Every year at the beginning of summer it was traditional to escape to “freshness”. And in German, another word for holidays is “summer freshness”. The traditional summer freshness lasted exactly 72 days. On 29 June, on St. Peter and St. Paul, the content of the house and sufficient clothes and linens of well-off Bolzano families were packed into chests and suitcases, children were seated in “Pennen”, carrier baskets made from rods, and taken up to lofty heights, together with “Ma’am” who would ride side-saddle up the mountain.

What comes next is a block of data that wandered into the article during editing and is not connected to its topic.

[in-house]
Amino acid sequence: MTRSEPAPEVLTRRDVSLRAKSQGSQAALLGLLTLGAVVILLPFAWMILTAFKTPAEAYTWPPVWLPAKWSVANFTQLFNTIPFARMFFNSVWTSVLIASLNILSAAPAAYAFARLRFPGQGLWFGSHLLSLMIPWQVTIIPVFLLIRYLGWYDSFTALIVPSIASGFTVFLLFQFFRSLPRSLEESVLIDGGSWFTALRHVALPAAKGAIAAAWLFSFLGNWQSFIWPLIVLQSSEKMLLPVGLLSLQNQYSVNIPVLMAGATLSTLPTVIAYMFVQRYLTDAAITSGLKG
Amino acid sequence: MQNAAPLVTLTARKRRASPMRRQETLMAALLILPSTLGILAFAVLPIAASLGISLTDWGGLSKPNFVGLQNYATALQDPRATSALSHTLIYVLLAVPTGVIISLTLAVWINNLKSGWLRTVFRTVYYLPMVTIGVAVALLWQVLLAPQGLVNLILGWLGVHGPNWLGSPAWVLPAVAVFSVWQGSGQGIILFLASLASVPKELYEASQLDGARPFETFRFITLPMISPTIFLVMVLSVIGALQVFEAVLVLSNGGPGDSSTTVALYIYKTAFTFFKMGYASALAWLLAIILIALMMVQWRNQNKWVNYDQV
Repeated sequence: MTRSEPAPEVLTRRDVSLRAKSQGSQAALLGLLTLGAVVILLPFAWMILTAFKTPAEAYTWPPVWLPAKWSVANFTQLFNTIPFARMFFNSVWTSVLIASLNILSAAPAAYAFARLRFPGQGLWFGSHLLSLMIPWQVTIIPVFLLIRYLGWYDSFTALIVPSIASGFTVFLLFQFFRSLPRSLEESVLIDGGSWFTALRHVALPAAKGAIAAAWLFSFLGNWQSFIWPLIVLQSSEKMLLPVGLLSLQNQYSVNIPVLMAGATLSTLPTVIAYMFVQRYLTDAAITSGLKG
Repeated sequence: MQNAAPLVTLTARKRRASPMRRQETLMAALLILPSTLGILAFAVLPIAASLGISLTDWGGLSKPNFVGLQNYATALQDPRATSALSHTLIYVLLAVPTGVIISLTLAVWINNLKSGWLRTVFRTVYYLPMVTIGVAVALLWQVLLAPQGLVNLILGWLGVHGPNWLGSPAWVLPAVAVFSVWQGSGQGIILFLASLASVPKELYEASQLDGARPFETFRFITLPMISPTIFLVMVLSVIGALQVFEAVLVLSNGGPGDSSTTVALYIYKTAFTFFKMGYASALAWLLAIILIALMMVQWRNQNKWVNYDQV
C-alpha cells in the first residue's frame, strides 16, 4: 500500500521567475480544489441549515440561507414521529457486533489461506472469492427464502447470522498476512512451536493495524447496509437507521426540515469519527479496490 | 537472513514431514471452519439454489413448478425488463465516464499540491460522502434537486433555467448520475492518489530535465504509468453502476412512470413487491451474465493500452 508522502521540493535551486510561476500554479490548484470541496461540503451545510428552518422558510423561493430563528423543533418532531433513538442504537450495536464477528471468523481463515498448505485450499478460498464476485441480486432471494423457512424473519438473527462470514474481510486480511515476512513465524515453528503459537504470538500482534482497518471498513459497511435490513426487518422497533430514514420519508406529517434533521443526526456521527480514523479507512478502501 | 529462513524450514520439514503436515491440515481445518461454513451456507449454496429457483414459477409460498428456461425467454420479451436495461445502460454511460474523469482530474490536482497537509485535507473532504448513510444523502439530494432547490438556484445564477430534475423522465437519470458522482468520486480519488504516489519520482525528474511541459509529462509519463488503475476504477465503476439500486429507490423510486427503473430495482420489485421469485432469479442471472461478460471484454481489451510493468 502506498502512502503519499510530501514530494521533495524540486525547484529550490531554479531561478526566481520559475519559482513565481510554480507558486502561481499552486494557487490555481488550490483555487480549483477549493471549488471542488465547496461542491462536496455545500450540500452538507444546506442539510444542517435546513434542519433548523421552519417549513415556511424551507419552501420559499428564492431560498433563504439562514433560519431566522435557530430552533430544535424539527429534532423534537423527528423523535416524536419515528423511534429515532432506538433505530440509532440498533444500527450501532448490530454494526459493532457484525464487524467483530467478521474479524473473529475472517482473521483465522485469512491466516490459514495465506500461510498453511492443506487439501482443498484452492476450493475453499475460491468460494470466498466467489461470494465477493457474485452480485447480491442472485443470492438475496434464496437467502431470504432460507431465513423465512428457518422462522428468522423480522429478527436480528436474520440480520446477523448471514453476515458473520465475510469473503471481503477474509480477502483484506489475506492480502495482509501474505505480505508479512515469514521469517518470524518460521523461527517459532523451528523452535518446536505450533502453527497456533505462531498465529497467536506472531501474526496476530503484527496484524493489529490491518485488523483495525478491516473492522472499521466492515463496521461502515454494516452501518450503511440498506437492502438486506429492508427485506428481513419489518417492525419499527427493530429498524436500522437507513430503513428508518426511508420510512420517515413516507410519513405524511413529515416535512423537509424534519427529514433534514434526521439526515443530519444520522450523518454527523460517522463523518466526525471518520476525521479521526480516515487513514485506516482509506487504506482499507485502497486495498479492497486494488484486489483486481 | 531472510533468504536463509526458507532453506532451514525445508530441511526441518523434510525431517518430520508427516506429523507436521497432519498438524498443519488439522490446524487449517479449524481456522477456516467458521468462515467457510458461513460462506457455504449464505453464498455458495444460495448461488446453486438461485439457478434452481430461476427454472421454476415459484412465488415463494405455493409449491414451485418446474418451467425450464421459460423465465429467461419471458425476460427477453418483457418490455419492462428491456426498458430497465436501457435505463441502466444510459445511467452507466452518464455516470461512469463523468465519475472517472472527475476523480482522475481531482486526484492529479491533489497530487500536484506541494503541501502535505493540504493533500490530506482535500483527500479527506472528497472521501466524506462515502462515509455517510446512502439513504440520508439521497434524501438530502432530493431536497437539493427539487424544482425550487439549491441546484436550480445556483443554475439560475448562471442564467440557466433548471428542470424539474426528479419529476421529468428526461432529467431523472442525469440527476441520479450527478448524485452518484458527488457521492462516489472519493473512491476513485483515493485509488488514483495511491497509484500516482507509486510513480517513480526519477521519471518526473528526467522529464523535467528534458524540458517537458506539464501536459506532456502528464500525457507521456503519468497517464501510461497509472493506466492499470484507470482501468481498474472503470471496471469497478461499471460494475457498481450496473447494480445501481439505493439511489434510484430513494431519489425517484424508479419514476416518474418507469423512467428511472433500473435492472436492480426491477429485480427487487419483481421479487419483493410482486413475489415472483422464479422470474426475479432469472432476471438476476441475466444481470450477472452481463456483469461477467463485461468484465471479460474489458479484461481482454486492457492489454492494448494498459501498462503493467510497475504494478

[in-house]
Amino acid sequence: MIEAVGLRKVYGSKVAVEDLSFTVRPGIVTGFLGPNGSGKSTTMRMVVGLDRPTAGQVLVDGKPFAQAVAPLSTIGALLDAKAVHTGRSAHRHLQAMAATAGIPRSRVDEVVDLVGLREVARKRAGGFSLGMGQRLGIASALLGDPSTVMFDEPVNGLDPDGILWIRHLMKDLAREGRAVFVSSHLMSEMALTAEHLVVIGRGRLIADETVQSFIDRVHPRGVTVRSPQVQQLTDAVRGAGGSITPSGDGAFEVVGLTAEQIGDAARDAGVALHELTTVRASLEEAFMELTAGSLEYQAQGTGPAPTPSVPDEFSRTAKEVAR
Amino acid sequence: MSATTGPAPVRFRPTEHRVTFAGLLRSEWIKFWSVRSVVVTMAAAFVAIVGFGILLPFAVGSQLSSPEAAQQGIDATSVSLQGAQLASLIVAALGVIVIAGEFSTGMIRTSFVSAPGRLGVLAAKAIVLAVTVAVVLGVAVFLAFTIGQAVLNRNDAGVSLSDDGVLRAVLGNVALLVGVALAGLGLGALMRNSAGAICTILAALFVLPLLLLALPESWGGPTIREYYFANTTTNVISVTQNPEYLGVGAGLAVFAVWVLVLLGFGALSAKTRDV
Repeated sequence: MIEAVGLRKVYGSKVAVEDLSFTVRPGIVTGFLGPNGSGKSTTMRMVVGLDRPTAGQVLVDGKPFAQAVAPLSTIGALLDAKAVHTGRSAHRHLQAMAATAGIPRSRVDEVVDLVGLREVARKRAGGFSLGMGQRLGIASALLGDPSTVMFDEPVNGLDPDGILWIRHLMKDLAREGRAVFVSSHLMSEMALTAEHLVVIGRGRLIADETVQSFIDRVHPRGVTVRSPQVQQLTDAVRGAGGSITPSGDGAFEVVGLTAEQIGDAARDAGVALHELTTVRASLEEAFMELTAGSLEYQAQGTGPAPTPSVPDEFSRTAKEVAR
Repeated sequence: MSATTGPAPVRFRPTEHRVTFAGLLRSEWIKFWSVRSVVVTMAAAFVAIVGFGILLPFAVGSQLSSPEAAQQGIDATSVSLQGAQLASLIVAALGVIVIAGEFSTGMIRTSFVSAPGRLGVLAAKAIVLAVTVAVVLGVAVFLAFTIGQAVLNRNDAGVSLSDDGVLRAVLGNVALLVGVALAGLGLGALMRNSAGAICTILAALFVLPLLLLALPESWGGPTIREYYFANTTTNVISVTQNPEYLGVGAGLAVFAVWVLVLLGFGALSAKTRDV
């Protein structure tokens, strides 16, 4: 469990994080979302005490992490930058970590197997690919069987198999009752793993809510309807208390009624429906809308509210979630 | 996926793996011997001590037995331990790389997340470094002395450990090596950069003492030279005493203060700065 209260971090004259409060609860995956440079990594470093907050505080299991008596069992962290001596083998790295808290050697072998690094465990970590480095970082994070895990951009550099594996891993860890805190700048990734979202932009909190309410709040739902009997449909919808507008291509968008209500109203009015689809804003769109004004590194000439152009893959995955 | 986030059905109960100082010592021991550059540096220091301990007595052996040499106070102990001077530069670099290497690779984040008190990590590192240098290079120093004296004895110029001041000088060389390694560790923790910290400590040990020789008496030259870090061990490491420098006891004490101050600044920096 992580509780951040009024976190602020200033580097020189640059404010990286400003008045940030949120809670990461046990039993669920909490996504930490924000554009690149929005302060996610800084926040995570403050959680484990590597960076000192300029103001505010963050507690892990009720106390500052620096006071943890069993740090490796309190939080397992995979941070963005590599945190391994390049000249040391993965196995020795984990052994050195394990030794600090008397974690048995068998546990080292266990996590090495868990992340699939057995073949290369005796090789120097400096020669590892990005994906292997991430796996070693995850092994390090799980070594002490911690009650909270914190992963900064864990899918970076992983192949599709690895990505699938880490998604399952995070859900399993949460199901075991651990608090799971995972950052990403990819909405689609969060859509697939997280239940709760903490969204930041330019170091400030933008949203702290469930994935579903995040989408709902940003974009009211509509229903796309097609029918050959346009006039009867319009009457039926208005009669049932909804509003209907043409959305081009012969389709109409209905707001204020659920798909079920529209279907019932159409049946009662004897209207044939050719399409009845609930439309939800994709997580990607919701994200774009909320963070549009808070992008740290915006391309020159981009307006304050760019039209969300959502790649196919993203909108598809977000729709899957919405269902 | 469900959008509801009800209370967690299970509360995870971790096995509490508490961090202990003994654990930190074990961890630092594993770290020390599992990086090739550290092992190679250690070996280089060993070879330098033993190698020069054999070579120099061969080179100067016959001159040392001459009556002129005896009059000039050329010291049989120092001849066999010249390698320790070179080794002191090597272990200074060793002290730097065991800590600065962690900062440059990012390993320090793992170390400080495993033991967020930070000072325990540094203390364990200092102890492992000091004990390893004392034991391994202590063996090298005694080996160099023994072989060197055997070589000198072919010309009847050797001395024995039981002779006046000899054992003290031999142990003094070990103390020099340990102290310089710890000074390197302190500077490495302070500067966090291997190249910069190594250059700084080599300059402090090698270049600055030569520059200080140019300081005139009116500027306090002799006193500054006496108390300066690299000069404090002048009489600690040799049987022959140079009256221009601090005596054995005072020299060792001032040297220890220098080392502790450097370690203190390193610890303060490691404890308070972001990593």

As suddenly as they appeared every June, the “freshness seekers” disappeared again no later than on the Nativity of the Blessed Virgin. The shutters were closed, benches and tables taken indoors, doors locked, and by the time the first autumn leaves fell in the boulevards, the city-dwellers had long returned to the valley.